There are predators online who are waiting for you to post another picture–even one that you may have found harmless and cute–with a malicious verbal intent in mind. Our generation is constantly shown the negatives of having a public profile on any social media. We have been scorned so in depthly that it’s a part of us now. We all know the basics: don’t share any personal information on the internet, be careful who you friend, and make sure what you post is how you want to be thought of. It’s difficult sometimes to understand the full depth and scope of what we are posting on social media because even though we have been told a great number of things, many students are still not careful or thoughtful when developing their online shadow.
Most of the kids in this school have had their Facebook profiles developed before they hit the age of 13. This much is obvious as evidenced by the vast amount of birthday notifications that show up on our app, suggesting that we send best wishes to someone who is interestingly turning 23 while also being a member of the junior class. It’s easy to lie on the internet–it’s easy for us, but also easy for others. Many students in this generation were brought up while social media technology advanced dramatically. Most students saw the birth of the iPhone and the shrinking of the television as much as anyone else. Along with that, many students saw the positive aspects of technological advancements and connected them to all parts of the internet. Those positive benefits have outweighed the notion that internet predators are real because we haven’t witnessed anything firsthand.
There are a lot of students who use the internet constantly. This isn’t a Lake Forest problem, but rather a problem for the country and world at large. 56% percent of 13 to 17-year-olds use the internet several times a day, which is not uncommon since our generation relies heavily on social media. We talk to our friends throughout the school day by texting them or sending them pictures. At this point, social media has become somewhat of a chore. It is difficult to constantly keep up with the fast pace and omnipresent need to keep Snapchat streaks alive or make sure you are posting the “socially acceptable” amount of posts on Instagram. Constantly cleaning up your life online can become tedious and excessively large stress to many of the students in the high school.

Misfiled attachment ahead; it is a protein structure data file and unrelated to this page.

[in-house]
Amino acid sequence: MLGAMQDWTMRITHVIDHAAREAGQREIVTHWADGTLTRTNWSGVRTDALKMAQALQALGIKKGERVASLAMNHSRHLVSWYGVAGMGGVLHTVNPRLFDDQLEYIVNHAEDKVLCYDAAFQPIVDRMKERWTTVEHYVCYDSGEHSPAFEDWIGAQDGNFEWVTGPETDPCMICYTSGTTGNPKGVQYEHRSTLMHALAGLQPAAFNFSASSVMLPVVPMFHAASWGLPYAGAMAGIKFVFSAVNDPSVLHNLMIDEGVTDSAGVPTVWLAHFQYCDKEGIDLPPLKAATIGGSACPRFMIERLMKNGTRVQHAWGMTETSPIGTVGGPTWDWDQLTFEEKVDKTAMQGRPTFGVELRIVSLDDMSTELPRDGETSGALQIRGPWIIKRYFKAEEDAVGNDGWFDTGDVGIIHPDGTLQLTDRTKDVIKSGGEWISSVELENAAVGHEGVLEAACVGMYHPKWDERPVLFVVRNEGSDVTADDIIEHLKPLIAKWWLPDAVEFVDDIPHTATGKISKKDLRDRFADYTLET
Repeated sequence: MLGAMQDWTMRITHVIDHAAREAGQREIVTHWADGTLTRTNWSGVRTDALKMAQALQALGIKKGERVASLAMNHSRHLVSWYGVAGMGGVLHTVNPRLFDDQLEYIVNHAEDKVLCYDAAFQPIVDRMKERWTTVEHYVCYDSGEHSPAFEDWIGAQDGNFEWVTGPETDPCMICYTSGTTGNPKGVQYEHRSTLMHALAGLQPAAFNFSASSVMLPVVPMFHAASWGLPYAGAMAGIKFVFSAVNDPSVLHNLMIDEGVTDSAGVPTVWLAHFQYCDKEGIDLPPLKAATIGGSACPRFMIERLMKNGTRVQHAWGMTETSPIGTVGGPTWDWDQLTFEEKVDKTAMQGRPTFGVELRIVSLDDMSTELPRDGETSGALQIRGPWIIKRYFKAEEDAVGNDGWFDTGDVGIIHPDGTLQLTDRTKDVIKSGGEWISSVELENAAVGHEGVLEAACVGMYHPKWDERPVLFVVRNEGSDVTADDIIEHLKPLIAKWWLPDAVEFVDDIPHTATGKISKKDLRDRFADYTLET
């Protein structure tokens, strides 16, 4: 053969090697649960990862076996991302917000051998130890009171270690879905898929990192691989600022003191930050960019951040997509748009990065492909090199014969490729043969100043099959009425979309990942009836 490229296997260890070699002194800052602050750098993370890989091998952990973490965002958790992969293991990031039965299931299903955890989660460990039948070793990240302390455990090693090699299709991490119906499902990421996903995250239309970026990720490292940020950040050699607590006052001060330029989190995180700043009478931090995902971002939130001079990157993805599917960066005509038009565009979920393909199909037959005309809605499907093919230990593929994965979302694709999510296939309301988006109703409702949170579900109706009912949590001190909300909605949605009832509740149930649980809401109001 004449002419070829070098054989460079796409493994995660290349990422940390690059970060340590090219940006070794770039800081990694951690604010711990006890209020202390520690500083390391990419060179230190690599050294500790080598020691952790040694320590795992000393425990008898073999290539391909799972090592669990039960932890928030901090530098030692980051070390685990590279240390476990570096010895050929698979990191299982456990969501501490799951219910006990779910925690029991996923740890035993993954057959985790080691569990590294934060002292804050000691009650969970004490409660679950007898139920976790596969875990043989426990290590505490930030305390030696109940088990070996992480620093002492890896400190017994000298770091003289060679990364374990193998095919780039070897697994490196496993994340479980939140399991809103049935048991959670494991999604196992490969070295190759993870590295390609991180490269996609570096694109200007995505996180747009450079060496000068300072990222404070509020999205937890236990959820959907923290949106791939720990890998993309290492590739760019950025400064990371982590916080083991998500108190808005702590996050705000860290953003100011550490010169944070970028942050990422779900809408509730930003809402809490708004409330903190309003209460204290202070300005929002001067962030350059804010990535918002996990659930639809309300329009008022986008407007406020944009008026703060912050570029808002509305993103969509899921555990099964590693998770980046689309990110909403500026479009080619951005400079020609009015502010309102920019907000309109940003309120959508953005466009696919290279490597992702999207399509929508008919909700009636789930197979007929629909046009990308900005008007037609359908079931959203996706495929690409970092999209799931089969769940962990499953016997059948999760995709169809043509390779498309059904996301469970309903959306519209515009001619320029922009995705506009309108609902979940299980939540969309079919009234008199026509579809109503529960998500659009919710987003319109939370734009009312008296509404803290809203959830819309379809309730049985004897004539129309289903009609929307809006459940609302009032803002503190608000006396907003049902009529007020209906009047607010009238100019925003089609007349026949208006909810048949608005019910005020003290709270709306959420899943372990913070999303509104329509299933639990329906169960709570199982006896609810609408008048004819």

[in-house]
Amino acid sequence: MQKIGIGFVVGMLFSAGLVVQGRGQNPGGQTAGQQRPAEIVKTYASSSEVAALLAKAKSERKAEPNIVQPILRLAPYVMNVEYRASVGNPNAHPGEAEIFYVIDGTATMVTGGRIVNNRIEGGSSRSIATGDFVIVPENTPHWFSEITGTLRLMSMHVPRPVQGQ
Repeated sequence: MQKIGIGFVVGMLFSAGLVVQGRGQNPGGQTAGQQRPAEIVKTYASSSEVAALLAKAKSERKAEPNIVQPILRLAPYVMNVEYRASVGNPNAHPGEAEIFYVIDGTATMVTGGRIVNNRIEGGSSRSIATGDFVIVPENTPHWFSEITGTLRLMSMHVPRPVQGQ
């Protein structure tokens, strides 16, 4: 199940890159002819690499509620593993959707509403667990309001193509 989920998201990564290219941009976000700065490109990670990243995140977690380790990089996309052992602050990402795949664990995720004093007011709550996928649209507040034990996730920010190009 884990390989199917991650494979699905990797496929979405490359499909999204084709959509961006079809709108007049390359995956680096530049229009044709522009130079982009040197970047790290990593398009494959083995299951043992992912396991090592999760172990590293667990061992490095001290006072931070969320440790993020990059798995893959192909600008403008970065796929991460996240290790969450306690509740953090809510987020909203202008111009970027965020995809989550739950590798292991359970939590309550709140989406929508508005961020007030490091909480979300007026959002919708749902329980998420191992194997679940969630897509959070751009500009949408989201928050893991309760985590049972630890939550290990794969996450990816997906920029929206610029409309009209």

I recommend that if you feel yourself getting sucked into the internet too much every now and then, just unplug. Stop and think about this. You wake up and don’t immediately have to check your phone for any late night texts Snapchats. Only do these things if they bring you joy; if they add unnecessary stress, don’t do it. All of these social media devices were created in order for kids to post the fun stuff they are doing and to share something good that happened in your day. Rather, at times they have been turned into the complete opposite and have taken over the lives of many students and friends.
I have had a few friends who decided to completely delete their Snapchats and Instagram, like Amalia Ligouri-Coneff. Although it was hard to reach her at times, it was interesting because she seemed happier. There were definitely a few times that she was curious as to what a certain Snap story might contain, but overall she was happy the app was deleted.
“Deleting social media for a bit was liberating in many different ways. At the time, I deleted Snapchat because I felt like it was taking up so much of my time and it was something I didn’t enjoy at all. I just felt socially obligated to keep streaks and keep up with everyone’s stories. I was afraid that if I stopped responding and lost some streaks that people would think I don’t want to talk to them,” Logouri-Coureff mentioned.
“I deleted it so my friendships would be more than just “streaks” or pictures of their faces. I felt like I never really talked to my friends through it. it was just something that was fun at first but had become more of obligation than enjoyment.” In describing the feelings that followed in succession, Louri-Coureff explained, “When I deleted Snapchat, I talked to my friends more and felt more connected to them. It showed me how social media, while often fun, can take a toll when trying to create long lasting friendships. Since I re-downloaded social media, I stay off of it more because I don’t want to spend my life doing trivial things that don’t bring me happiness and that’s what social media is to me.”
So if you don’t feel happy on social media, just delete it and move on with your life. No one, especially me, would ever blame you.